Twenty-one days. That’s how long you need to change an old habit. So choose a habit you want to change — going to bed late, wasting time on the Internet first thing in the morning — and for the next three weeks replace it with another ritual: hitting the sheets at 9:30, starting the day attacking an important project for 90 minutes.

It’s important to set a firm time schedule for your habits. Schwartz tells of a study in which a group of women agreed to give themselves daily breast-exams for 30 days. Half stated when and where they would do the exams, the other half left it open. At the end of the study, 100 percent of those who said when and where they would do the self-examination followed through, while only 53 percent of the others did.

Just because you can work intensely for four hours at a stretch, doesn’t mean you should. To be truly productive and to eliminate mistakes, you need to pace yourself. Think of completing tasks in 90-minute chunks (set a timer if you need reminding). True energy renewal can be attained with as little as a minute or two of deep breathing.

Look for slack periods of your day that you can make more useful. Your daily commute might be used for focused thought on key work projects, as well as a personal transition period into “work mode.” Similarly, your commute home might be used to think about family plans and projects and a transition to “home mode.”

Define clear stopping points at the end of the day, so when you’re with your family and friends, you’re really with them. Don’t answer work-related emails and phone calls. You’ve earned the break.

Before you go to bed every night, make sure you know what key project you will work on the next day before anything else. Too many people wake up, fire up email, encounter their first crisis before breakfast and bounce from emergency to emergency for the rest of the day. By picking one project to which you can devote your best, freshest period of work, you ensure that the urgent never overwhelms the important.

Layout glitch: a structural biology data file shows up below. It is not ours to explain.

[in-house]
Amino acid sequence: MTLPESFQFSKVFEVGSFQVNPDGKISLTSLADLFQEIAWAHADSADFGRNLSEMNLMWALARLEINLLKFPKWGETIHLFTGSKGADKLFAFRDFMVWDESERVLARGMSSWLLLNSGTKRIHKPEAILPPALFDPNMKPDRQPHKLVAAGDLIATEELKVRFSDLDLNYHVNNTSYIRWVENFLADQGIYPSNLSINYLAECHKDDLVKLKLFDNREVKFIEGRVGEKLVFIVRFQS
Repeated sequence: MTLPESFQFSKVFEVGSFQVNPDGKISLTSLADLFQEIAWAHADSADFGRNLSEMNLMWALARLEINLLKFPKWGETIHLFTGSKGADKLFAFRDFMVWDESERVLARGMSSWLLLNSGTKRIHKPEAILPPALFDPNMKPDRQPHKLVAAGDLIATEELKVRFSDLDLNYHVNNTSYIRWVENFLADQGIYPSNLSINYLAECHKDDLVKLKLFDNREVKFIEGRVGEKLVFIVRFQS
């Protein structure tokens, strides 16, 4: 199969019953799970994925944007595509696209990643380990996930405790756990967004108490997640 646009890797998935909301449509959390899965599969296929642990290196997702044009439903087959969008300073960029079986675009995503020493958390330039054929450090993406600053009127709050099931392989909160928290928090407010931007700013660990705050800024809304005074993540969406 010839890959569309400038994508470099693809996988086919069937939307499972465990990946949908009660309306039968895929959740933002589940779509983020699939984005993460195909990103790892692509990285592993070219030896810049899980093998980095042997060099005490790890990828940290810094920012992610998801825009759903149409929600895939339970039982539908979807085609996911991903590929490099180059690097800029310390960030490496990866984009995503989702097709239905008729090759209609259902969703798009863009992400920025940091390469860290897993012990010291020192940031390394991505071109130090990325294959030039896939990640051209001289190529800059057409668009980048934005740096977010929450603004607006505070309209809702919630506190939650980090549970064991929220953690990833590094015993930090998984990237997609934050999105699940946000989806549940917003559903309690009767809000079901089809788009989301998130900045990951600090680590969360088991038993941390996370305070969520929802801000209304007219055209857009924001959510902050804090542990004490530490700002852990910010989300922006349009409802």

Get serious about completing projects. Old joke: There are two types of people in this world — those who finish things, and ...

When you ask people where they get their best ideas, almost no-body will answer “work.” There’s
a lesson there. Have at the very
least an hour of work time every week where you do unstructured brainstorming and big-picture thinking away from your practice or store. Bring a notebook (the paper kind).

Stop asking what is the meaning of life. Instead, imagine life asking what is the meaning of you.

Differentiate or Die

Survival in Our Era of Killer Competition
by Jack Trout | Published: 2000 | Updated: 2008

Summary by Steve Whitaker

Jack Trout’s Differentiate or Die is a favorite for Steve Whitaker of Whitaker Eye Works in Wayne, PA. “I pick it up and choose a chapter to refresh me every week,” he says, “and I always come away re-energized.” Put yourself in the right frame of mind when you read this book, he adds, and you’ll be surprised by the new ideas you gain — including lots of “stuff that will seem obvious and you should have implemented long ago.” Some lessons:

There is no such thing as a commodity; only people who act and think like commodities. For example, think about a person who comes in with a certain popular frame in mind. But in daring to be different, you’ve decided not to carry such a widely available line. Through a few questions, you learn the person is looking less for a certain brand than a “geek chic” look. “Ah,” you say, “try this ...,” and you present a modified cat’s-eye. “Now it doesn’t matter what brand I sold. What matters is I truly believe it has quality and at least some class, even if my cost was $30,” Whitaker says. “And if it’s unique, now your customer has something a bit different from her friend. Momentum carries. Get them to think they like theirs better, and they will. That’s what it’s all about.”